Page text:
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Syrian, Iraqi refugees happy and settling well, survey finds

30 August 20230 comments

Syrian and Iraqi refugees who came to Australia as a result of the conflict in their homelands are overwhelmingly happy to be living here, want to become citizens and are optimistic about the future, new survey has found.

The latest stage of a longitudinal study into the settlement outcomes for the Syrian and Iraqi refugee families shows improvement over four years.

Carried out by the University of Technology Sydney (UTS) with the assistance of migrant and refugee settlement agencies, including AMES Australia, the survey found 90 per cent refugee families are happy to be living in Australia, 98 per cent say it is a good place to bring up children and 76 per cent said it was easy to make friends.

Australia’s humanitarian response to the war in Syria and Iraq saw a one off intake of 12,000 refugees from the region in 2016-17.

“Four years later, the study of settlement outcomes found they had been highly positive,” said lead researcher Professor Jock Collins.

It found 55 per cent of refugees surveyed who were looking for work had secured employment.

Sixty per cent of adult refugees from Syria, and half of those from Iraq and Afghanistan, reported that they spoke and read English well or very well.

More than 90 per cent of refugees found their neighbourhood a safe place to live and found the people in their neighbourhood friendly and 76 per cent found it easy to make friends, the study found.

Around 98 per cent of the respondents said their neighbourhood was a ‘good place to bring up children and a similar proportion thought that their neighbourhood had good schools.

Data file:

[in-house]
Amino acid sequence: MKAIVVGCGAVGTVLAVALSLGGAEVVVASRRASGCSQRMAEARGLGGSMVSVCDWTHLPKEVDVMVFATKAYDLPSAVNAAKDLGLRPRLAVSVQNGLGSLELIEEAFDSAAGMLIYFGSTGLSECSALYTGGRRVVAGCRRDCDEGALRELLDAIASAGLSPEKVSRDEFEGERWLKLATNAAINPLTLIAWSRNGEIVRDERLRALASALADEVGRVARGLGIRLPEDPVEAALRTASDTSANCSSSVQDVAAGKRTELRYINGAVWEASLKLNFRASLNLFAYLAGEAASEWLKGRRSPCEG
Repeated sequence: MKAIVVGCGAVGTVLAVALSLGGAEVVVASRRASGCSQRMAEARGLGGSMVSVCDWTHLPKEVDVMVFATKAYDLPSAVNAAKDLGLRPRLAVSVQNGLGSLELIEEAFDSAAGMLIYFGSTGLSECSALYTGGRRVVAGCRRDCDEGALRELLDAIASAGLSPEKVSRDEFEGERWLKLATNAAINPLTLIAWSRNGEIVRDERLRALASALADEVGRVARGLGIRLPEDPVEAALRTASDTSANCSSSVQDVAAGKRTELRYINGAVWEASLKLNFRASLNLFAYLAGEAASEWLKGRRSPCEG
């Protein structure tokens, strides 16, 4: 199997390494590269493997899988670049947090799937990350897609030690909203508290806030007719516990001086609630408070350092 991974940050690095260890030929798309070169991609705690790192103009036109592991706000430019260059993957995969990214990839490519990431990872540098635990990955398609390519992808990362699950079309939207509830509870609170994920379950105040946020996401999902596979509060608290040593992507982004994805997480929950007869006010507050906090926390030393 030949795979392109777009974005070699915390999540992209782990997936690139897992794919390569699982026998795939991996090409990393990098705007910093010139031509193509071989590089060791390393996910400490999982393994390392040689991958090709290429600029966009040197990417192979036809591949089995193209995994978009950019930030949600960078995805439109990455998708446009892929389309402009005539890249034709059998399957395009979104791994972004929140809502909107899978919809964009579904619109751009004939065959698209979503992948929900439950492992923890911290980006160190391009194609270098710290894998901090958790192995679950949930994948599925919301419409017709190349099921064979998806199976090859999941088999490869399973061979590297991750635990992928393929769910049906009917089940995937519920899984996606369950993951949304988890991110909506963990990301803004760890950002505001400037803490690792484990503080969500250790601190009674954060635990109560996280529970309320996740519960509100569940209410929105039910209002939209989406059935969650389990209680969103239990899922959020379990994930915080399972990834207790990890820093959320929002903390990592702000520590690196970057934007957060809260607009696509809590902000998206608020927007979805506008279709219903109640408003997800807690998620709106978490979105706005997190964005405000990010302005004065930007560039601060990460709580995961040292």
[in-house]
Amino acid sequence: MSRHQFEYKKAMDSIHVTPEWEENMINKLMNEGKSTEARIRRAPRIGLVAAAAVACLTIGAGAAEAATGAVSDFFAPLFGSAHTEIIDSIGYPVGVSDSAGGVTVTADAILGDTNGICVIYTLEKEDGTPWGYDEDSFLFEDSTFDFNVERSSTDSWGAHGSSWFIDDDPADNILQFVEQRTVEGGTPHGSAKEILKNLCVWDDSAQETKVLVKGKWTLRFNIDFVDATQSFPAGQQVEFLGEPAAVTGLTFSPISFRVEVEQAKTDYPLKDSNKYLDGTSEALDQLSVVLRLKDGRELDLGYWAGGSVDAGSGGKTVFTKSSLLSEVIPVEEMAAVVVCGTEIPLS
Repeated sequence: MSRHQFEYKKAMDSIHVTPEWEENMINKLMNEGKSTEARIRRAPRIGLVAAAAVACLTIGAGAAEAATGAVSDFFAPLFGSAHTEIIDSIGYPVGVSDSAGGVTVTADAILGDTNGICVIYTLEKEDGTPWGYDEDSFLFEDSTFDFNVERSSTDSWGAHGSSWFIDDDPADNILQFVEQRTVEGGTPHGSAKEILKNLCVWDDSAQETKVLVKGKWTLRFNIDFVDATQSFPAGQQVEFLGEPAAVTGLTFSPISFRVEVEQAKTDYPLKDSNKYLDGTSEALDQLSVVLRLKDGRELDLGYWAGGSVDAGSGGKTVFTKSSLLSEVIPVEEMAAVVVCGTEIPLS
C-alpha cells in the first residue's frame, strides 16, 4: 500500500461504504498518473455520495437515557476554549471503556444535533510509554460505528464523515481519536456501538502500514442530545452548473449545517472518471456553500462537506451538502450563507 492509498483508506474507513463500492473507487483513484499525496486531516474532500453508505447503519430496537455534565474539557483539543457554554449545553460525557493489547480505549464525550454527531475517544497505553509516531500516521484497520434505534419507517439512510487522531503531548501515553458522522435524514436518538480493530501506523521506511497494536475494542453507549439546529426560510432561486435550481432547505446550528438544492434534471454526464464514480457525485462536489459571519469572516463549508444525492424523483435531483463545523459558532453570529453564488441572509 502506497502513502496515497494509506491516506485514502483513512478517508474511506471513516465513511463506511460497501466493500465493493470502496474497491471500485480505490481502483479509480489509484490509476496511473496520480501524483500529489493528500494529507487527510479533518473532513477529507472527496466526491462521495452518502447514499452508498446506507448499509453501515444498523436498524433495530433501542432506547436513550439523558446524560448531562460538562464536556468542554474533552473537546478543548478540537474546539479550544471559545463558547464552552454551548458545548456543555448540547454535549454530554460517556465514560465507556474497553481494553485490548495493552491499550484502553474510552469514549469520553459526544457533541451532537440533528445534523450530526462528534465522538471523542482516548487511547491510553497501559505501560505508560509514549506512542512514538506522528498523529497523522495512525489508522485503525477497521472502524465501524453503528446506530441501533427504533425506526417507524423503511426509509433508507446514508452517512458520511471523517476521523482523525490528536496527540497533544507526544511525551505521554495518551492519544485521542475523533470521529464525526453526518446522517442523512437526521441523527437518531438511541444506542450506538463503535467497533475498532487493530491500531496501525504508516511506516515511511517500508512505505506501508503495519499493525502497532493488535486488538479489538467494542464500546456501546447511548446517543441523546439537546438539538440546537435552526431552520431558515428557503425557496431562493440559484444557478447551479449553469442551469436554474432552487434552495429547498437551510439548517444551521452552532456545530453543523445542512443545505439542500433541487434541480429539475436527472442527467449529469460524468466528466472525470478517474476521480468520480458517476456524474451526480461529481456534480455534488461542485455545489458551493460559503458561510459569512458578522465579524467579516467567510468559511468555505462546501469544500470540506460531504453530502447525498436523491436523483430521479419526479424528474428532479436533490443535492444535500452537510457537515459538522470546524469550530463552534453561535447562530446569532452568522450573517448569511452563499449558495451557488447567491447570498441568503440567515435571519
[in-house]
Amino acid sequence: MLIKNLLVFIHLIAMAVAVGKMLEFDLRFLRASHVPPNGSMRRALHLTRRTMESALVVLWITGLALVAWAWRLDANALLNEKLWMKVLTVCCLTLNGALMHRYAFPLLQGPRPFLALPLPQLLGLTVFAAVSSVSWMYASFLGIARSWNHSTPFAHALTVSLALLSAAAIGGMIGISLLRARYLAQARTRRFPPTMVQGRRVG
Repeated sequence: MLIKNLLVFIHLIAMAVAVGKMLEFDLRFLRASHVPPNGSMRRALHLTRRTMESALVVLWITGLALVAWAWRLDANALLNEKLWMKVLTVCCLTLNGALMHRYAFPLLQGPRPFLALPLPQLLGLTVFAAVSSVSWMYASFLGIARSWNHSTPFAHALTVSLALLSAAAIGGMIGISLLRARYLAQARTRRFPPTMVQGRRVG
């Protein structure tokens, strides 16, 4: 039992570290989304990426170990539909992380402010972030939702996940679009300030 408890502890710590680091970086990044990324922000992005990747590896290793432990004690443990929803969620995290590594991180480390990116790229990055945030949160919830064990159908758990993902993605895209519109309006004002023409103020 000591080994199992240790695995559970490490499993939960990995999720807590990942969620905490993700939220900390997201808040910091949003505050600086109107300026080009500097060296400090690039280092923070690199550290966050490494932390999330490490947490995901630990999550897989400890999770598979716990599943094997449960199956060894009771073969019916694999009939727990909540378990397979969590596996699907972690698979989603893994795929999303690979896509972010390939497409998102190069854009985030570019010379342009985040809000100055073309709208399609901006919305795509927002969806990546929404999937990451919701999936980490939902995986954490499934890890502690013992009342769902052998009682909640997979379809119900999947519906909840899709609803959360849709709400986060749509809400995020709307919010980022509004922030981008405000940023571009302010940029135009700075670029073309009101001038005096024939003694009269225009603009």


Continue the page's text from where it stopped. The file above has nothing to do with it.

The study found that young refugees, particularly, had achieved positive settlement outcomes.

“Young refugees were very impressive in their confidence and strong aspirations. Right from the start over three in four rated their educational experience as ‘very good’ to ‘excellent’,” the study report said.

“Two in three young refugees felt that they belonged ‘most of the time’ or ‘always’. Most young refugees had more than two friends, with more than half reporting that they had five or more friends from different backgrounds,” it said.

The study said regional settlement of refugee families has been very successful in most places, with 63 per cent of refugee jobseekers finding employment, and should continue.

It said that for those eligible, most (95 per cent) refugee adults and young people wanted to become Australian citizens.

The study found the major worry of refugee families is employment and their family members, most often aged parents, who were still back in the homeland.

“Family reunion in Australia is their main goal, contributing to the labour market and the economy, finding purpose and putting their skills and qualifications to good use was also echoed by the majority of those who are of working age,” the study said.

AMES Australia CEO Cath Scarth said the study showed the strength and capacity of Australia’s humanitarian settlement system.

“The positive outcomes described in the study are no accident. They are result of a sophisticated, flexible and well-resourced settlement program,” Ms Scarth said.

“The program allows the needs, barriers and aspirations of individual refugees to be addressed. This means we can work with refugees to build on the strengths and resilience they bring with them to support them to achieve their goals.

“This benefits individuals as well as Australia’s economy and society generally,” Ms Scarth said.

Syrian refugee Norma Medawar, who arrived in Australia in 2014 fleeing the civil war in her homeland, said she now felt Australia was her home.

“We have a great life in Australia now. We are safe, we have jobs and homes and our children can have bright futures,” said Norma, who recently visited Syria.

“While Syria will always be in my heart, Australia is now my home,” she said

The study says the key characteristics of the Syrian conflict intake are that most were Christians, and most were middle class.

Specifically, the majority of the Syrian and Iraqi refugee families (73 per cent) were Christian. In terms of education, 47 per cent of Iraqi refugee adults and 42 per cent of Syrians had prior tertiary education qualifications.

The report recommended better funding for refugee service provider agencies as well as individualised case management for refugee employment services.

It also recommended more support for refugees with a care responsibility and for volunteering initiatives.